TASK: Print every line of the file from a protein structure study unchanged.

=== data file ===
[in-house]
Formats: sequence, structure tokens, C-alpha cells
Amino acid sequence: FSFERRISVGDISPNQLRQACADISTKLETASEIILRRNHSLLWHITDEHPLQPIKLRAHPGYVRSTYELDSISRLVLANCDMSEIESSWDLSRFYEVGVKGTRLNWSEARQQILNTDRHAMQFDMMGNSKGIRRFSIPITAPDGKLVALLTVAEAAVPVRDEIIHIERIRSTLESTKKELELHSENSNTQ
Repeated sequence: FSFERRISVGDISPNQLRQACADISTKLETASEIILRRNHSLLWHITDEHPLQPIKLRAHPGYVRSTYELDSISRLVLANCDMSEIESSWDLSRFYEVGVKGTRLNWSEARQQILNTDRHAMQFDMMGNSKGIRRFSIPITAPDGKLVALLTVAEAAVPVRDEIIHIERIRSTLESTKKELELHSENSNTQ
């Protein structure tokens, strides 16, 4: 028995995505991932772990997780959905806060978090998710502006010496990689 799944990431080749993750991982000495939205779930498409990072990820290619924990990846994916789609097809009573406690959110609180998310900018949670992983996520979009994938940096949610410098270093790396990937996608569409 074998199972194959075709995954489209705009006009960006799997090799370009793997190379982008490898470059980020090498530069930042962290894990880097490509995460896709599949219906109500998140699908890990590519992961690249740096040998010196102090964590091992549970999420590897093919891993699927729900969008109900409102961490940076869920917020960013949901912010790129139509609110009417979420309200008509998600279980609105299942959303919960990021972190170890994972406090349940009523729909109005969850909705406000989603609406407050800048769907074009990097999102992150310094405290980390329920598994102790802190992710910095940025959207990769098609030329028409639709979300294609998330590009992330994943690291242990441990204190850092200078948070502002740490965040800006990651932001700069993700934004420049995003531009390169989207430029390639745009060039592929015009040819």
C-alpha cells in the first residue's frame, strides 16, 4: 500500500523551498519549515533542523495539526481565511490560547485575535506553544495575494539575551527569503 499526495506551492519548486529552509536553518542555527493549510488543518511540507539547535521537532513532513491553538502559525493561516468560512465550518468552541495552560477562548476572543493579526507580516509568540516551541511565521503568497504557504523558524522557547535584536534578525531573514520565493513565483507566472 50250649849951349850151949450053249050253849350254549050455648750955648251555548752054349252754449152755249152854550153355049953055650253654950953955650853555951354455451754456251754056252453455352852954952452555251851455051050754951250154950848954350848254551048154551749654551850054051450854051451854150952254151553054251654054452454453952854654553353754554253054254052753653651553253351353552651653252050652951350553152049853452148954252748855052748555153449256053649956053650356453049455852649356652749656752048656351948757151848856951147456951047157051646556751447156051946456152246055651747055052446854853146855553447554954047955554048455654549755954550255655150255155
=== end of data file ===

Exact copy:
[in-house]
Formats: sequence, structure tokens, C-alpha cells
Amino acid sequence: FSFERRISVGDISPNQLRQACADISTKLETASEIILRRNHSLLWHITDEHPLQPIKLRAHPGYVRSTYELDSISRLVLANCDMSEIESSWDLSRFYEVGVKGTRLNWSEARQQILNTDRHAMQFDMMGNSKGIRRFSIPITAPDGKLVALLTVAEAAVPVRDEIIHIERIRSTLESTKKELELHSENSNTQ
Repeated sequence: FSFERRISVGDISPNQLRQACADISTKLETASEIILRRNHSLLWHITDEHPLQPIKLRAHPGYVRSTYELDSISRLVLANCDMSEIESSWDLSRFYEVGVKGTRLNWSEARQQILNTDRHAMQFDMMGNSKGIRRFSIPITAPDGKLVALLTVAEAAVPVRDEIIHIERIRSTLESTKKELELHSENSNTQ
């Protein structure tokens, strides 16, 4: 028995995505991932772990997780959905806060978090998710502006010496990689 799944990431080749993750991982000495939205779930498409990072990820290619924990990846994916789609097809009573406690959110609180998310900018949670992983996520979009994938940096949610410098270093790396990937996608569409 074998199972194959075709995954489209705009006009960006799997090799370009793997190379982008490898470059980020090498530069930042962290894990880097490509995460896709599949219906109500998140699908890990590519992961690249740096040998010196102090964590091992549970999420590897093919891993699927729900969008109900409102961490940076869920917020960013949901912010790129139509609110009417979420309200008509998600279980609105299942959303919960990021972190170890994972406090349940009523729909109005969850909705406000989603609406407050800048769907074009990097999102992150310094405290980390329920598994102790802190992710910095940025959207990769098609030329028409639709979300294609998330590009992330994943690291242990441990204190850092200078948070502002740490965040800006990651932001700069993700934004420049995003531009390169989207430029390639745009060039592929015009040819």
C-alpha cells in the first residue's frame, strides 16, 4: 500500500523551498519549515533542523495539526481565511490560547485575535506553544495575494539575551527569503 499526495506551492519548486529552509536553518542555527493549510488543518511540507539547535521537532513532513491553538502559525493561516468560512465550518468552541495552560477562548476572543493579526507580516509568540516551541511565521503568497504557504523558524522557547535584536534578525531573514520565493513565483507566472 50250649849951349850151949450053249050253849350254549050455648750955648251555548752054349252754449152755249152854550153355049953055650253654950953955650853555951354455451754456251754056252453455352852954952452555251851455051050754951250154950848954350848254551048154551749654551850054051450854051451854150952254151553054251654054452454453952854654553353754554253054254052753653651553253351353552651653252050652951350553152049853452148954252748855052748555153449256053649956053650356453049455852649356652749656752048656351948757151848856951147456951047157051646556751447156051946456152246055651747055052446854853146855553447554954047955554048455654549755954550255655150255155